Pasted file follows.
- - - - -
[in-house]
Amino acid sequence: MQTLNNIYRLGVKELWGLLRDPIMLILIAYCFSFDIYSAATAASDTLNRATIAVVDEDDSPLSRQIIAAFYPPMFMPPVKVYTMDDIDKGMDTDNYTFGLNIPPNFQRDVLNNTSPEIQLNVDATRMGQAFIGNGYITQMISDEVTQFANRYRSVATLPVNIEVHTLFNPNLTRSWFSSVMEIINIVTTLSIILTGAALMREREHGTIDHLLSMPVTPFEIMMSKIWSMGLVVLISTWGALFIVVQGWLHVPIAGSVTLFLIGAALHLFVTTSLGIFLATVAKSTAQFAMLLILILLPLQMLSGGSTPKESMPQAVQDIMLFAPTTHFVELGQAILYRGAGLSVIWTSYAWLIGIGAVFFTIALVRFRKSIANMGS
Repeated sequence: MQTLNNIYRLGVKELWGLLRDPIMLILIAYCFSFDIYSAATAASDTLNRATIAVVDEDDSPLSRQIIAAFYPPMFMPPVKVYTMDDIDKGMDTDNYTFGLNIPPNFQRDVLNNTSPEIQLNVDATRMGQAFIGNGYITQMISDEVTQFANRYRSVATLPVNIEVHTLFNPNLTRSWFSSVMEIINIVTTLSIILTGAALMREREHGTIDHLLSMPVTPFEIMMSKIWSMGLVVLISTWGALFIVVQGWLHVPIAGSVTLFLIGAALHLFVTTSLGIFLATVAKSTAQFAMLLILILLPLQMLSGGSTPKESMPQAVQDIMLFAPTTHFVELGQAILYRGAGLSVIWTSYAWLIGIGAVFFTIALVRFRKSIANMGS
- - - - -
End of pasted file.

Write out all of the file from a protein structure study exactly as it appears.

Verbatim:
[in-house]
Amino acid sequence: MQTLNNIYRLGVKELWGLLRDPIMLILIAYCFSFDIYSAATAASDTLNRATIAVVDEDDSPLSRQIIAAFYPPMFMPPVKVYTMDDIDKGMDTDNYTFGLNIPPNFQRDVLNNTSPEIQLNVDATRMGQAFIGNGYITQMISDEVTQFANRYRSVATLPVNIEVHTLFNPNLTRSWFSSVMEIINIVTTLSIILTGAALMREREHGTIDHLLSMPVTPFEIMMSKIWSMGLVVLISTWGALFIVVQGWLHVPIAGSVTLFLIGAALHLFVTTSLGIFLATVAKSTAQFAMLLILILLPLQMLSGGSTPKESMPQAVQDIMLFAPTTHFVELGQAILYRGAGLSVIWTSYAWLIGIGAVFFTIALVRFRKSIANMGS
Repeated sequence: MQTLNNIYRLGVKELWGLLRDPIMLILIAYCFSFDIYSAATAASDTLNRATIAVVDEDDSPLSRQIIAAFYPPMFMPPVKVYTMDDIDKGMDTDNYTFGLNIPPNFQRDVLNNTSPEIQLNVDATRMGQAFIGNGYITQMISDEVTQFANRYRSVATLPVNIEVHTLFNPNLTRSWFSSVMEIINIVTTLSIILTGAALMREREHGTIDHLLSMPVTPFEIMMSKIWSMGLVVLISTWGALFIVVQGWLHVPIAGSVTLFLIGAALHLFVTTSLGIFLATVAKSTAQFAMLLILILLPLQMLSGGSTPKESMPQAVQDIMLFAPTTHFVELGQAILYRGAGLSVIWTSYAWLIGIGAVFFTIALVRFRKSIANMGS